* FTSEurofirst 300 index rises 2.5 pct after Fed minutes
* Tesco top gainer after trading update
* Monte Paschi rallies on Santander merger speculation
* Greek shares lag on election worries
By Francesco Canepa and Atul Prakash
Jan 8 (Reuters) - European shares rose on Thursday as a strong Christmas update from Britain’s Tesco boosted retailers and U.S. Federal Reserve minutes showed it was not in a hurry to start raising rates.
The FTSEurofirst 300 index of top European shares was up 2.5 percent at 1,363.07 points by 1516 GMT. The index remains down around 0.4 percent since the start of 2015.
Retailers led the bounce on Thursday, with the STOXX Europe 600 Retail index up 3.3 and Tesco 12 percent higher after it reported better-than-expected sales in the six-week Christmas period and unveiled plans to sell assets and cut hundreds of millions of pounds of costs.
“Four Christmases and four profit warnings later, it seems Tesco has turned the corner,” Manish Singh, head of investment services at Crossbridge Capital, said.
However, Marks & Spencer fell 3.6 percent after posting a bigger-than-expected 5.8 percent drop in underlying sales of clothing, gifts and homeware over Christmas.
Broadly, the market got support from the Fed minutes. The central bank pressed ahead with its plans to begin raising interest rates later this year, but Fed officials said they could be “patient” in deciding when to begin the process.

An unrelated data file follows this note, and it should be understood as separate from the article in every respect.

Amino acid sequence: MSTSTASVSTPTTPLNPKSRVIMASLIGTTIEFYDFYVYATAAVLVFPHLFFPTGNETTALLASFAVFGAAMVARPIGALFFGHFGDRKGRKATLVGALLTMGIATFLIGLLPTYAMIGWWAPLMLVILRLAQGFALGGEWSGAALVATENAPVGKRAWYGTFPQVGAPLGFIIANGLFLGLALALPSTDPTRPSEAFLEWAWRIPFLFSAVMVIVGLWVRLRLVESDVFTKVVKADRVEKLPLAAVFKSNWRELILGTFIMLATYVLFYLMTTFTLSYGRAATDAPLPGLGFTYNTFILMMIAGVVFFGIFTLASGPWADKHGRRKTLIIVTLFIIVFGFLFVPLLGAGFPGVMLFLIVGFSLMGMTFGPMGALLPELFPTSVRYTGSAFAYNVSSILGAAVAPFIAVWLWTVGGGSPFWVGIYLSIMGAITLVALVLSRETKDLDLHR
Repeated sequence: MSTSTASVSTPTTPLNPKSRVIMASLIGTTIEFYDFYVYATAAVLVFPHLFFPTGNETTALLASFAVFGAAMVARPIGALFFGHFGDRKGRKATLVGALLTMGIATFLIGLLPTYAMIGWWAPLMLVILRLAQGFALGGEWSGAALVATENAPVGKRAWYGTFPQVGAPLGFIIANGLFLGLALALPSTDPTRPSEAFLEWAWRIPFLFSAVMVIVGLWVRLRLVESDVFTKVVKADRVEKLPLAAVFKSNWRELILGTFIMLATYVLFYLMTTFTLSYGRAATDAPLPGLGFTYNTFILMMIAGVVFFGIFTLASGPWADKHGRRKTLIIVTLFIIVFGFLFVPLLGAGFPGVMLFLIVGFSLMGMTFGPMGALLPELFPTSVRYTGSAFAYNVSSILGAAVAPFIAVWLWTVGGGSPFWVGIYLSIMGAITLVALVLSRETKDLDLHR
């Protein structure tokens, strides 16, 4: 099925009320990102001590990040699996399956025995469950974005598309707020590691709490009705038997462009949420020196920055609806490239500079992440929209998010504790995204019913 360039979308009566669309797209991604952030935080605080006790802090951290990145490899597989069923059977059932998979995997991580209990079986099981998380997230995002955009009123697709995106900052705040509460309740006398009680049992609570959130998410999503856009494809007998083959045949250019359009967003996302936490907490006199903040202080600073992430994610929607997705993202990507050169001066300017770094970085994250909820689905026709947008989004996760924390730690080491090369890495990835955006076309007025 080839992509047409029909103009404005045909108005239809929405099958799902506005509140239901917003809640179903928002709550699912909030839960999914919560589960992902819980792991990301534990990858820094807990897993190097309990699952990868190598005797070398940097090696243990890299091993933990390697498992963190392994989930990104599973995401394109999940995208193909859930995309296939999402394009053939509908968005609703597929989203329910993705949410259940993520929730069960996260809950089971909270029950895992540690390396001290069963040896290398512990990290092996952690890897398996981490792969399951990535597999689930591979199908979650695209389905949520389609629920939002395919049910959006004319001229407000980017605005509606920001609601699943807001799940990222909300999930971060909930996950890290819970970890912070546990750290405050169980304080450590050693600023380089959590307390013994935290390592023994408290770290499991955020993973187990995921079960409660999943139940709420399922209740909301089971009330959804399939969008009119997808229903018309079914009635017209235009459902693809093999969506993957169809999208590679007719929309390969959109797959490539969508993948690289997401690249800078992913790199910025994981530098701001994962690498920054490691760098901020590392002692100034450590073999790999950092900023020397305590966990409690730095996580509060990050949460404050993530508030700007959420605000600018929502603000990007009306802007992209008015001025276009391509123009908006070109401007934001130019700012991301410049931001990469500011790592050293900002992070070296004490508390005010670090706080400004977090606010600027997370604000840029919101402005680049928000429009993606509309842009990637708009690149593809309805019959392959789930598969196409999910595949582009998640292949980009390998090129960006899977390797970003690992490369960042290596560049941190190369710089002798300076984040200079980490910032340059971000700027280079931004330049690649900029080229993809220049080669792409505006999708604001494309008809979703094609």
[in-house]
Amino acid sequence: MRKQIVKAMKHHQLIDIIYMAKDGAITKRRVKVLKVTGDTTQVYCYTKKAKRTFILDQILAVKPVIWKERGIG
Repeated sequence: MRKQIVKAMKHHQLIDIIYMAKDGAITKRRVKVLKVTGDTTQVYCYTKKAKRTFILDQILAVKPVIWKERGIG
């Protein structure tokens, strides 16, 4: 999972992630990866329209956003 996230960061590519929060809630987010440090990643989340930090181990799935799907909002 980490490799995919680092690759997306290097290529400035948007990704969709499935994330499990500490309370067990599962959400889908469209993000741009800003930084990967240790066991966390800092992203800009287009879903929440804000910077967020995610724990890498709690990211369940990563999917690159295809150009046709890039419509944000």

Shares in Santander, the euro zone’s biggest bank, were suspended just before announced it would cut its dividends this year and boost its capital with a 7.5 billion euro ($8.8 billion) share placement.
“That’s a big surprise for me,” Yohan Salleron, an equity manager at Mandarine Gestion, said. “We met Santander one month ago and they didn’t say they needed a capital increase. We need to understand why they need (it).”
Italy’s Monte Paschi, which is looking for a buyer after emerging as the weakest bank in a Europe-wide health check of the sector, soared 8 percent on speculation about a potential takeover by Santander.
Greek stocks lagged once again, falling 2.1 percent after the European Central Bank said Greek banks’ access to ECB funding beyond February would depend on Athens successfully completing a final bailout review and reaching a deal on a follow-up plan with its EU/IMF lenders.
The statement was the clearest warning yet that Athens cannot expect to rely on ECB funding if it reneges on its obligations under the 240 billion euro bailout programme, a risk that has grown as Greece prepares for a snap election on Jan. 25.
Europe bourses in 2014: link.reuters.com/pap87v
Asset performance in 2014: link.reuters.com/gap87v
Today’s European research round-up (Reporting by Francesco Canepa; Editing by Janet Lawrence)